Coronavirus (Covid-19): Latest updates and information
Skip to main content Skip to navigation

Punishments II

Introduction

This seminar continues our investigation of the various punishments used in early modern Europe. This week we will consider forced labour and imprisonment.

Seminar Questions

  • How did the use and experience of forced labour and imprisonment vary across early modern Europe?
  • How did contemporary attitudes towards forced labour and imprisonment vary across early modern Europe?

Required Reading

  • Each student should read Andrew Barrett and Christopher Harrison, eds, Crime and Punishment in England: A Sourcebook (London, 1999), pp. 130-135, 173-185.
  • Each student should also choose and read two articles or chapters from the following items:

Beattie, J. M., Policing and Punishment in London, 1660-1750: Urban Crime and the Limits of Terror (Oxford, 2001)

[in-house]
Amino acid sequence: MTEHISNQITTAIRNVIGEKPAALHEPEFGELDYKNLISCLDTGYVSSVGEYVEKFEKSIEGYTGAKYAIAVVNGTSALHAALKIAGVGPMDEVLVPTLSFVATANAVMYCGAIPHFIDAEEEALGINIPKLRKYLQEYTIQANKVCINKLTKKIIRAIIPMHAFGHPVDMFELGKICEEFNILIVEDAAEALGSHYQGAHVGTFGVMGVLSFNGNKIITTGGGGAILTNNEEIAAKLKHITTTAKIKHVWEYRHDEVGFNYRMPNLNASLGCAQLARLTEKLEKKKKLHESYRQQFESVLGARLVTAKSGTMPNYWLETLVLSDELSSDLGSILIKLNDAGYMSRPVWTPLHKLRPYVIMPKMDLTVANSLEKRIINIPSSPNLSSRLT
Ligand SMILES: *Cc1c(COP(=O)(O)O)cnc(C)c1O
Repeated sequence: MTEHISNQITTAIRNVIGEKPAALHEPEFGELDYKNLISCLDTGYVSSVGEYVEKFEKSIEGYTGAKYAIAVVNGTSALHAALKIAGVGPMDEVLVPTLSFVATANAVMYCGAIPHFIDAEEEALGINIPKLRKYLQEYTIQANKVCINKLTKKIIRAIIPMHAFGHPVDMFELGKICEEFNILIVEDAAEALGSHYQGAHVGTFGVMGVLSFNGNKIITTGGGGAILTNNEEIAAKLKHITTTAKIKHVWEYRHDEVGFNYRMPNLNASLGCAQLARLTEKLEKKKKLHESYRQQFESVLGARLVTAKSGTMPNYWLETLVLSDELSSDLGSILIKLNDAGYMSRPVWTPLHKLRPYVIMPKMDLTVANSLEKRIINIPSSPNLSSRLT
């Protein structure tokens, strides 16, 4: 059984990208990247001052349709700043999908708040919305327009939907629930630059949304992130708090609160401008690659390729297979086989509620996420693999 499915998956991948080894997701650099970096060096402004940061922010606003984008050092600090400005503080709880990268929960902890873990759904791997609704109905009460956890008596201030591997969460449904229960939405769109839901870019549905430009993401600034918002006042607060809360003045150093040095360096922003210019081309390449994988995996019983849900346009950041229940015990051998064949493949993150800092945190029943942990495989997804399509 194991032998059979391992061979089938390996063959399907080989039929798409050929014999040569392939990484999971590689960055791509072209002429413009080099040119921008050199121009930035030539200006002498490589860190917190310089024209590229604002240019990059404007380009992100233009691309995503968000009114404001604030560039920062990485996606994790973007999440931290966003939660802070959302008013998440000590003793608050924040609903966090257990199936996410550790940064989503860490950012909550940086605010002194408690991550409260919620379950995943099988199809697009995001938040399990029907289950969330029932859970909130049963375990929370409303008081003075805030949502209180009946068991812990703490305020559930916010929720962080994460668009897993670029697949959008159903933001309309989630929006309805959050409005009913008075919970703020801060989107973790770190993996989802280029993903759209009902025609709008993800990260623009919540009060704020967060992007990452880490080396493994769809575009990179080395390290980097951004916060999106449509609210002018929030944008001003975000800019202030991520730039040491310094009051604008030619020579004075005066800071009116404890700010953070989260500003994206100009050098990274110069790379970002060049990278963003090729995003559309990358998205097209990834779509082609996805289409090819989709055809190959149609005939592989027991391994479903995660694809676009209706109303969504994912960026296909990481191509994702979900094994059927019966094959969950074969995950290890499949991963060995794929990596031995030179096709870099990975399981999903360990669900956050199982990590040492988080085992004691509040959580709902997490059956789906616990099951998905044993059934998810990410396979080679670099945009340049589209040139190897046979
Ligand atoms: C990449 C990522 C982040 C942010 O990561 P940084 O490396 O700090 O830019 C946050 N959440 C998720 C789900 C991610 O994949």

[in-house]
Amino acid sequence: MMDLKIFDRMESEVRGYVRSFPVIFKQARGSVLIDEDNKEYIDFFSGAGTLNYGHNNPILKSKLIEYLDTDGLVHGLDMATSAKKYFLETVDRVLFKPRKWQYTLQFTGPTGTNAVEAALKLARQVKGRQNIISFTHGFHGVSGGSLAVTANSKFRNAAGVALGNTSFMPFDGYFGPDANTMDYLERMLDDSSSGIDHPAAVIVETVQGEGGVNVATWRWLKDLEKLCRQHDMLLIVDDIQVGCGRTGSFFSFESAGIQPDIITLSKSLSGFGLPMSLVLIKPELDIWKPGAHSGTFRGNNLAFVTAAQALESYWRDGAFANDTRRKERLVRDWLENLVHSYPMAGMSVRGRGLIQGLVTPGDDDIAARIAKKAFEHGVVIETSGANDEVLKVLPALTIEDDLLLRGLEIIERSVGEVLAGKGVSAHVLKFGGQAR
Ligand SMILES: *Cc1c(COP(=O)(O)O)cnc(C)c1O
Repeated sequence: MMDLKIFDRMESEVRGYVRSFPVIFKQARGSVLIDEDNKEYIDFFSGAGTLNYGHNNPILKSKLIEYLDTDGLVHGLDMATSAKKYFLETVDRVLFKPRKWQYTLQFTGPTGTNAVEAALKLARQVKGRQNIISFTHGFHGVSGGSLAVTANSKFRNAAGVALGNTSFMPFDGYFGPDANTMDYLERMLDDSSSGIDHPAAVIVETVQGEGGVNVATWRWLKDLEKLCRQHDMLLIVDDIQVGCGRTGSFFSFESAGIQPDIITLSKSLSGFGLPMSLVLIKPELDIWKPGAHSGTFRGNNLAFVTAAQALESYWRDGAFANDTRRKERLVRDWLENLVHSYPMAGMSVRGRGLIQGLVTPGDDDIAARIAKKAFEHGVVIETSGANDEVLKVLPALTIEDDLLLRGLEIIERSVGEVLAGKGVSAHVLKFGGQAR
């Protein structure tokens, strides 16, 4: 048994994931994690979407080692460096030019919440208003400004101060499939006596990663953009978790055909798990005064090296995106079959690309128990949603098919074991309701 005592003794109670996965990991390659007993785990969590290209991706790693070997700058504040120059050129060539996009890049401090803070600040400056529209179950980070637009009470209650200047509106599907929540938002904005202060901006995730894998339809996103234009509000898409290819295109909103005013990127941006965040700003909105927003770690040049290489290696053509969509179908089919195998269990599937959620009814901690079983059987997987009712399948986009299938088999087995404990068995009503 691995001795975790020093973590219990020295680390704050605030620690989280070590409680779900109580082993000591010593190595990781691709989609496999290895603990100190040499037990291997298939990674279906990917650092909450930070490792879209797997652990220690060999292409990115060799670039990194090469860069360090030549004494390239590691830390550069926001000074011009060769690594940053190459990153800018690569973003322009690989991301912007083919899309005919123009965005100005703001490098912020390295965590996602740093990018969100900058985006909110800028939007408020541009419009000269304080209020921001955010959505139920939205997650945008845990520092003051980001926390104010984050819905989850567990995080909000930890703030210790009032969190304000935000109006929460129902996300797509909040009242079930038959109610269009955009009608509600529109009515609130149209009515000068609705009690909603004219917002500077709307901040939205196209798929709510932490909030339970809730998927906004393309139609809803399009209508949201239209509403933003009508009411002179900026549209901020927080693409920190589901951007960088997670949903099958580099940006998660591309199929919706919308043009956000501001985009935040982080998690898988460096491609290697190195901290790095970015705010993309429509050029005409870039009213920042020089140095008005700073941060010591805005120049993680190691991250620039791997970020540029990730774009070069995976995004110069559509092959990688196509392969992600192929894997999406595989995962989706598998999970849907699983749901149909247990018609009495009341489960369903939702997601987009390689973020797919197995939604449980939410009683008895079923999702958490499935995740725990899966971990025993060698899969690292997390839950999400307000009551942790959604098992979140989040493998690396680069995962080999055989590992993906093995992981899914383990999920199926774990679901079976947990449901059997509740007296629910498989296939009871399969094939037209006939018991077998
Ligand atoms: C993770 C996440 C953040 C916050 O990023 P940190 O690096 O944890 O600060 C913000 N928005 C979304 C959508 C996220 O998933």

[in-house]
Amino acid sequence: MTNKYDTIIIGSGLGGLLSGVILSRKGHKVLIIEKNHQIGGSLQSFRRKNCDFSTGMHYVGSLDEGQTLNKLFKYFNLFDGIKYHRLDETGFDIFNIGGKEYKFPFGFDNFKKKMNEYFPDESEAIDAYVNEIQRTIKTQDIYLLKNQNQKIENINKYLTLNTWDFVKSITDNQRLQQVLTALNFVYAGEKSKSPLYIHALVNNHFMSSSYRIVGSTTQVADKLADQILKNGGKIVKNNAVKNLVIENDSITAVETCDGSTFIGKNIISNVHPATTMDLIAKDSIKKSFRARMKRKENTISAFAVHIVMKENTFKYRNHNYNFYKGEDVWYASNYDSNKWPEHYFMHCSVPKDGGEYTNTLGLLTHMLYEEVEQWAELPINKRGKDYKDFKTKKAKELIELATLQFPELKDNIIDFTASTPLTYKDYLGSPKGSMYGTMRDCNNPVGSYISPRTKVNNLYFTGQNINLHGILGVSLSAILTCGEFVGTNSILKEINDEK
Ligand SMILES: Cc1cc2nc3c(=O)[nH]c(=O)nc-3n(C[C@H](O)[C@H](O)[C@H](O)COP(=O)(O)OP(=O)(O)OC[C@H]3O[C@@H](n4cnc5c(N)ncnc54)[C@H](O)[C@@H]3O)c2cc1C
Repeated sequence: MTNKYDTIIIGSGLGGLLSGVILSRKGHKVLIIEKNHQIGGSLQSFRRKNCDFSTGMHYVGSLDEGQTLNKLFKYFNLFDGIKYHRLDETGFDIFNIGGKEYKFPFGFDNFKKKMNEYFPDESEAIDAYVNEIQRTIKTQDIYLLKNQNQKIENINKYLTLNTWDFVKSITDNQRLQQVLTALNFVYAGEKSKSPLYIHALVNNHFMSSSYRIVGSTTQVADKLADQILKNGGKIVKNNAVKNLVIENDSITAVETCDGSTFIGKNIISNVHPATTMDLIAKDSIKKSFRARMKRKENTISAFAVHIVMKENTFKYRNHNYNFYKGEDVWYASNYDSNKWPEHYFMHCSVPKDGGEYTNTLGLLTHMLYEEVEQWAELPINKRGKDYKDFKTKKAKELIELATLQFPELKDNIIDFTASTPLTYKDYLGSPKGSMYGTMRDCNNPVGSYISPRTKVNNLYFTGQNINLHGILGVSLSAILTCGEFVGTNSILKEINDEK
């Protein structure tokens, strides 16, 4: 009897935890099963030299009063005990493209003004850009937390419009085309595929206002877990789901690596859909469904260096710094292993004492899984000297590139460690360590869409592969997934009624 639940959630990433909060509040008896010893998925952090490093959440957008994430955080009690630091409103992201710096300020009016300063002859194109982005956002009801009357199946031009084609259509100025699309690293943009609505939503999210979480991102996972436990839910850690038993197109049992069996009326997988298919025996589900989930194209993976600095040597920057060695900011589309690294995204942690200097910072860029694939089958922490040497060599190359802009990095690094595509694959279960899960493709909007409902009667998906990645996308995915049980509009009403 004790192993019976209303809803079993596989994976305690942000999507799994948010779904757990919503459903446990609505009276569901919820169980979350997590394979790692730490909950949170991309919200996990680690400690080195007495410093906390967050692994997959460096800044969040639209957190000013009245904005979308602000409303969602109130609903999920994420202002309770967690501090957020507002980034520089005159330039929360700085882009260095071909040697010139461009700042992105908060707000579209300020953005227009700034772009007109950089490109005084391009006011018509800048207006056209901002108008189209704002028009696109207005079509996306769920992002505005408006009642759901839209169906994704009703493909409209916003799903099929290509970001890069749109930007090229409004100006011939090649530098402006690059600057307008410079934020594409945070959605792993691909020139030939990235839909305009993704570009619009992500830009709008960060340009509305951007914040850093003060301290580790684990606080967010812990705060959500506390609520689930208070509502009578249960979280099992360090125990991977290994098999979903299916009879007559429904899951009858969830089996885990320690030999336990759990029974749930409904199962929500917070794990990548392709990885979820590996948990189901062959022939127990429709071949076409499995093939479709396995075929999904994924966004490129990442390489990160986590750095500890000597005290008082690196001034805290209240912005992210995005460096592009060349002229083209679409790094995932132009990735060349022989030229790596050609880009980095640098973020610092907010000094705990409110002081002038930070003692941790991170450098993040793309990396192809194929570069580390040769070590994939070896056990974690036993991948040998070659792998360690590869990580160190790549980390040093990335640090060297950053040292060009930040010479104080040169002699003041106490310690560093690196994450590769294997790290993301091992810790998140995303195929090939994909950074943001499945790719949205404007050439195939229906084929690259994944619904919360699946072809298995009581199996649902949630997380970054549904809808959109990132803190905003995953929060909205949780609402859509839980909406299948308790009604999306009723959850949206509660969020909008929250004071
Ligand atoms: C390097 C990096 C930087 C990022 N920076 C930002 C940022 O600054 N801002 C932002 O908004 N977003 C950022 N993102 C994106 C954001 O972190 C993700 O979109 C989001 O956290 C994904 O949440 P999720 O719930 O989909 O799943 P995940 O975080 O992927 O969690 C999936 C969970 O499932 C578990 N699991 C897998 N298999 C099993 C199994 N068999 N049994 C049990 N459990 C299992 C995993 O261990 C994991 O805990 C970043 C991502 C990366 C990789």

Gray, Drew D., Crime, Policing and Punishment in England, 1660-1914 (London, 2016), Chapters Twelve and Thirteen.

Griffiths, Paul, 'Contesting London Bridewell, 1576–1580' Journal of British Studies, 42/3, (2003), 283-315.

de las Heras Santos, José Luis, 'Women's Reformatories and Prisons in the Early Modern Age: Morality, Welfare and Repression of Women in the 17th and 18th Century', Procedia 161 (2014), 176-183.

Kollmann, Nancy Shields, Crime and Punishment in Early Modern Russia (Cambridge, 2015), Chapter Three.

Perry, Mary Elizabeth, Crime and Society in Early Modern Seville (Hanover, N.H., 1980), Chapter Four.

Sherman, William H., and William J. Shiels, eds, 'Prison Writings in Early Modern England', Huntington Library Quarterly, special issue, 72/2 (2009).

Spierenburg, Pieter, The Prison Experience: Disciplinary Institutions and their Inmates in Early Modern Europe (New Brunswick, 1991; rept. Amsterdam, 2007)

Woodfine, Philip, 'Debtors, Prisons, and Petitions in Eighteenth-Century England', Eighteenth-Century Life 30 (2006), 1-31.